Draft UAV Guideline
Aug 11, 2016
Unmanned Aerial Vehicles (UAVs), commonly known as drones, have of late changed the concept of warfare. They have reduced the number of casualties that used to take place in a ‘manned platform’. An aerial vehicle can be remotely controlled from thousands of kilometres away.
But rising Concern
- A large variety of drones that can perform functions as diverse as taking photographs, carrying payloads and streaming live video are freely available in Indian markets, ready to be picked up for as low as Rs 35,000. But there are no rules or policies in place to ensure that they are operated safely and for legitimate purposes.
- Drones, being unregulated earlier, posed a tremendous threat to security along with the coherent treat of espionage and snooping
- UA operations present problems to the regulator in terms of ensuring safety of other users of airspace and persons on the ground.
How to meet this challenge:
In its efforts to regulate operations of unmanned flying devices like drones, which are increasingly posing challenge to regulators and personnel manning airspace, the Directorate General of Civil Aviation (DGCA) has come out with draft guidelines for civil use of such machines.
Highlight of Draft
- Issuance of unique identification number (UIN): All unmanned aircraft to be operated in India will require an Unique Identification Number (UIN) issued from the DGCA. This will be granted only to citizens of India, or a company or body that is registered and has its principal place of business in India, its chairman and 2/3rds of directors are citizens of India and its ownership and effective control is in the hands of Indian nationals.
- Who require permission: All drone operators operating unmanned aircraft at or above 200 feet above ground level will required a UA Operator Permit (UAOP) from the DGCA. Users with drones that operate below that level out of restricted and danger areas as well as Temporary Segregated Areas (TSA) and Temporary Reserved Areas (TRA), will be required to obtain permission from the local administration. Model aircraft operating below 200 feet in uncontrolled airspace and indoor for recreational purposes will be permitted, including activities within the premises of educational institutions.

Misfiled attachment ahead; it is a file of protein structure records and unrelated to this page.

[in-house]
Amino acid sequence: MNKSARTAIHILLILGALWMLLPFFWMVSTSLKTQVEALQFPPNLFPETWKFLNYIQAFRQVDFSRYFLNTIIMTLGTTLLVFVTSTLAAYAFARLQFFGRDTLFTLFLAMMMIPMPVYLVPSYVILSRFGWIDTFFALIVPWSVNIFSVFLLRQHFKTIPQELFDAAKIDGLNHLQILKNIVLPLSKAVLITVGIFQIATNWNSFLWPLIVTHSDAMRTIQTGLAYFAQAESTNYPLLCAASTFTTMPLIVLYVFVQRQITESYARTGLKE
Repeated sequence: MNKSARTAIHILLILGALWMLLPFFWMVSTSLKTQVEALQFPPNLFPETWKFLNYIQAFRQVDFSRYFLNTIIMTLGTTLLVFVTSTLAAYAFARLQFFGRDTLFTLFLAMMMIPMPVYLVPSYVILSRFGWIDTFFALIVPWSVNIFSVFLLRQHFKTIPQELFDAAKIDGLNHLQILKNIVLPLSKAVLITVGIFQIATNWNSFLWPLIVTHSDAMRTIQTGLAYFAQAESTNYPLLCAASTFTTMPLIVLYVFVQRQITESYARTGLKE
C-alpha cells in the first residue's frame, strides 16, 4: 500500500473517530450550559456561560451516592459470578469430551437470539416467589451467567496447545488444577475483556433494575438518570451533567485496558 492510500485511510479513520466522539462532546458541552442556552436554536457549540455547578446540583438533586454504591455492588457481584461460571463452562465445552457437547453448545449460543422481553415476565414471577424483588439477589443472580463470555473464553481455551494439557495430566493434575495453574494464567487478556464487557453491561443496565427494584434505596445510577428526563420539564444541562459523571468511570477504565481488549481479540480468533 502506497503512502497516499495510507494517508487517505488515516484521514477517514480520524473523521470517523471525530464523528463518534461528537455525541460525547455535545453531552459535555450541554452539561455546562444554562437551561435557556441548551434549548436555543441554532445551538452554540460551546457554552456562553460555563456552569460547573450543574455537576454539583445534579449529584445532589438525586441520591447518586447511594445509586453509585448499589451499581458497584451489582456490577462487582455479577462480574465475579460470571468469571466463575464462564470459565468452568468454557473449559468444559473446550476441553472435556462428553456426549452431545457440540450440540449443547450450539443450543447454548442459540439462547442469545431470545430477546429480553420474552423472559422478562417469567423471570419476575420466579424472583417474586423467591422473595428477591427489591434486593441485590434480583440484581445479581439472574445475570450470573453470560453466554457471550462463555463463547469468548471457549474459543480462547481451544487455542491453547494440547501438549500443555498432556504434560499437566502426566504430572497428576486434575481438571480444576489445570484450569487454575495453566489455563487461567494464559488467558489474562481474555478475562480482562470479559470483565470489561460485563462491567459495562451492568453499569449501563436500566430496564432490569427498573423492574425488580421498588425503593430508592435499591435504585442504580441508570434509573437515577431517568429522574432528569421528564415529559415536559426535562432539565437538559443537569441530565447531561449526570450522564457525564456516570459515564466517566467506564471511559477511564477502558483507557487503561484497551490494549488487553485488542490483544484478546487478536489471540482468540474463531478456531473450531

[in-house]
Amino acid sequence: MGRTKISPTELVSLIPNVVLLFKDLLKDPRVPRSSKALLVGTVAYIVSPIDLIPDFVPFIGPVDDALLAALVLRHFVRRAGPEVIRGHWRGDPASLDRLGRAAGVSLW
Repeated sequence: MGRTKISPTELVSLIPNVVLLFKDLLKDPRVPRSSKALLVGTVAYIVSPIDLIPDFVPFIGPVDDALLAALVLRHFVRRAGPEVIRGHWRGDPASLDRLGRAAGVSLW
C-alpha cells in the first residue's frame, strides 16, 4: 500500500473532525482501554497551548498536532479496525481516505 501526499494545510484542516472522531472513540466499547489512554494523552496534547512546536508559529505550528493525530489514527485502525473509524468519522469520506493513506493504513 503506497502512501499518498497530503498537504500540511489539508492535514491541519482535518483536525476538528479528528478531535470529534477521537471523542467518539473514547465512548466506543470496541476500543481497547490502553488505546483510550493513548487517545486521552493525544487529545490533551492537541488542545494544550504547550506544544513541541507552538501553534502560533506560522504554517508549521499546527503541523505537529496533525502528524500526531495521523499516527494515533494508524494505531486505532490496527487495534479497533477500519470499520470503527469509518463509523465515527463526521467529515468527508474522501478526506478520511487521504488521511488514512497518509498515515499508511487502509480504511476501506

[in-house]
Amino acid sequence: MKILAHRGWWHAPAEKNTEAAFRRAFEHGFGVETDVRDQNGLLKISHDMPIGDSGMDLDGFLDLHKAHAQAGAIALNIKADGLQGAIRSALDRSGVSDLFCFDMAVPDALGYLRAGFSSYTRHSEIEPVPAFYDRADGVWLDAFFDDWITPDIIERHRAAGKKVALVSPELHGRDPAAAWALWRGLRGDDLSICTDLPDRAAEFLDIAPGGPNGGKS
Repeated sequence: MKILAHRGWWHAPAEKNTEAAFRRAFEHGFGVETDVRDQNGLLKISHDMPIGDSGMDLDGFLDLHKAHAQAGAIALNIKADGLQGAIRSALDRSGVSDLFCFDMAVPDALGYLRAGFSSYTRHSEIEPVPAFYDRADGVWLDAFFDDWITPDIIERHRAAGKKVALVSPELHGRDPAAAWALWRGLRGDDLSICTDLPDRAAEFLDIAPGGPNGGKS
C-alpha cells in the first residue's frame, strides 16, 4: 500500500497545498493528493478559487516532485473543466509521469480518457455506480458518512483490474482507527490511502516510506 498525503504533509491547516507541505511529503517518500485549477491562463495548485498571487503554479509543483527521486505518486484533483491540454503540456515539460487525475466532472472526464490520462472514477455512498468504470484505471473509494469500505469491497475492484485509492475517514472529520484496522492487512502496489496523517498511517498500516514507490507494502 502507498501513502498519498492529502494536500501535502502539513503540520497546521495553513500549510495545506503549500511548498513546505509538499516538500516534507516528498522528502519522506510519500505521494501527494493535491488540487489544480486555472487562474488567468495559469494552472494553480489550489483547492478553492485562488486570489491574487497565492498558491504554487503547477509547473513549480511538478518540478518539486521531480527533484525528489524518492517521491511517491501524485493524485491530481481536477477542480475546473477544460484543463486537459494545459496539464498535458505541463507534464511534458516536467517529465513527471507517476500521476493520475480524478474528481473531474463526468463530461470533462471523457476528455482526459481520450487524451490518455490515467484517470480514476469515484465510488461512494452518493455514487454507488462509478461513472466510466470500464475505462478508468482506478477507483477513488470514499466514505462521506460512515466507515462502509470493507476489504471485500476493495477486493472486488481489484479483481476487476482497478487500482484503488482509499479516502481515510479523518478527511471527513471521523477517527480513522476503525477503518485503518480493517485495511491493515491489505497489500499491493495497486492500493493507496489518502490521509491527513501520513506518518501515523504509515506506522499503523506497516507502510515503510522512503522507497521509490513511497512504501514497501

- Security and ownership condition:The drone for which a UIN is issues cannot be sold or disposed off without permission from the DGCA. In case of loss, the operator will have to immediately notify the police, BCAS and DGCA. Any accidents will have to be reported to the Director of Air Safety, DGCA and BCAS within 24 hours as well.
- Flying condition: Pilots will be required to be a minimum of 18 years old, and should have training equivalent to that undertaken by aircrew of manned aircraft or a private pilot’s license holder for aeroplanes or helicopters with FRTOL (Flight Radio Telephone Operator’s Licence). This is applicable only to drones flying above 200 feet, and not for pilots included in recreational flying.
- It also states that drones can enter a controlled airspace only with prior approval of air traffic control and will require formulation of standing operating procedures.
- A controlled airspace is an area where prior clearance of the air traffic control tower is required for flight movement. The restrictions ease as one travels further away from an airport. For instance controlled airspace of Mumbai airport covers a radius of 40 nautical miles (from airport) and a height of 14,000 feet and below. Outside 40 nautical miles area, a height up to 7,000 feet is not treated as controlled air space of Mumbai airport.
- According to the rules, drones shall not be allowed to be flown over the entire air space of Delhi and also other sensitive locations such as nuclear plants or military facilities and areas within 50 km of international borders.
The DGCA draft regulation is a step in the right direction. Given the odds it is better to have a regulation around the use of these high-potential devices than have nothing at all. The bigger concern for the industry is enforceability of these regulations and ensuring that the DGCA has both the technology as well as the staff to ensure that the regulations are met. Now, the DGCA has one official overseeing every two aircraft while at the US Federal Aviation Administration there are on an average three officials overseeing every aircraft on its register,